Norzika L. - “My experience coming across people who didn’t understand what I mean when I say “I play pan” is their main question: “What is pan?” And they would say: “Is it a can?”  Which would confuse me because, why would a steel pan be a can? So I would have [to] explain to them that a steel pan is a musical instrument that is made from industrial drums.”

WST - “Are you involved in any other artistic/cultural activity? If so, talk about this.”

Norzika L. - “I am also involved in one [of] the most significant musical rituals on the island of Carriacou and the Grenadines called The Big Drum Dance.”

WST - “If you had the power to change something in Pan immediately what would that be?”

Norzika L. - “If I could change something in pan it would be that players should also get paid for their time, dedication to the arrangers and bands they play for.”

WST - “What have you been most proud about as it relates to Pan?”

Norzika L. - “What I have been proud of most relating to pan is how strong of a player I have become in the past five years of me playing. I have so much confidence in my skills and in myself playing pan.”

WST - “What disappoints you the most in the steelband movement?”

Norzika L. - “What disappoints me the most in the steelpan movement is that as the years go by in Brooklyn, it seems as if people have lost their interest for pan. I’m not sure if it’s because of the lack of space for the bands to practice or if it’s because times are changing in the world we live in today. I would just like everybody in the steelpan community to come together and work as one.”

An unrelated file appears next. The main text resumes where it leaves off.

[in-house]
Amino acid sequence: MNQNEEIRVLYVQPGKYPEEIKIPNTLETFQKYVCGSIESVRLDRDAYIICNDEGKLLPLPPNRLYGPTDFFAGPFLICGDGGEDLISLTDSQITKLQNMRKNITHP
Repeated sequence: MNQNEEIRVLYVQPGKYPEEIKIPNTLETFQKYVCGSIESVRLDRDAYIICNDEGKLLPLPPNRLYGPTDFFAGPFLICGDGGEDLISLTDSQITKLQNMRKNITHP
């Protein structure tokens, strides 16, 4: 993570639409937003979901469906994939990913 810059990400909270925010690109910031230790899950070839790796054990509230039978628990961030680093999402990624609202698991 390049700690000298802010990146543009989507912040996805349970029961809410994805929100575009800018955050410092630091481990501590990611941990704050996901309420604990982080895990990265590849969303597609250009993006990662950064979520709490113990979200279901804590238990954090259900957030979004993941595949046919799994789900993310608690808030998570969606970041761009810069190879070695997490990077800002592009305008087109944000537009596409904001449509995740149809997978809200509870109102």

Norzika Lewis with CASYM Steel Orchestra
Norzika Lewis with CASYM Steel Orchestra

WST - “Who is your favorite arranger and why?”

Norzika L. - “Because of his passion for music, [Kendall Williams]. Which is something that he shares not only worldwide but through his amazing arrangements that he gives to all his students and players. Kendall is also a great role model to us young pan players of this generation and I honestly admire him for all that he is doing.”

WST - “What is the greatest challenge facing this current generation of steelpan musicians from your perspective?”

Norzika L. - “The greatest challenge facing this current generation of steelpan musicians from my perspective is motivation.”

WST - “What would be your advice to young female panists all over the world who are dreaming of becoming involved with the steelpan instrument, following in footsteps such as yours?”

Norzika L. - “My advice to young female panists is to push yourself and never say you can’t learn something. You can do anything you set your mind to and conquer the pan world.”

WST - “What is your vision for the steelpan instrument?”

Norzika L. - “My vision for the steelpan instrument along with others, is to see this art form on a larger scale. It’s amazing and I’m so grateful that it has hit every continent. But of course it’s for all of us to push it and make it grander.”

WST - “Are there any other steelband-related matters you would like to bring forward?”

Norzika L. - “There are many issues that the steel pan community face but one that seems to be unspoken is the communication between management and players. Everyone needs to come together and work as a team.”

Norzika Lewis, at right
Norzika Lewis, at right

WST - “What is next for Norzika Lewis?”

Norzika L. - “The next thing for Norzika Lewis is to be a diverse female panist and be able to take my knowledge and skills of pan all over the world, and teach young ladies and men what I know so they can be great as well.”

   Norzika Lewis performs with CASYM Steel Orchestra during the orchestra’s 2017 Basement Recordings panyard session

Their Story, Their Voice, Their Life, Their Dreams - click for more stories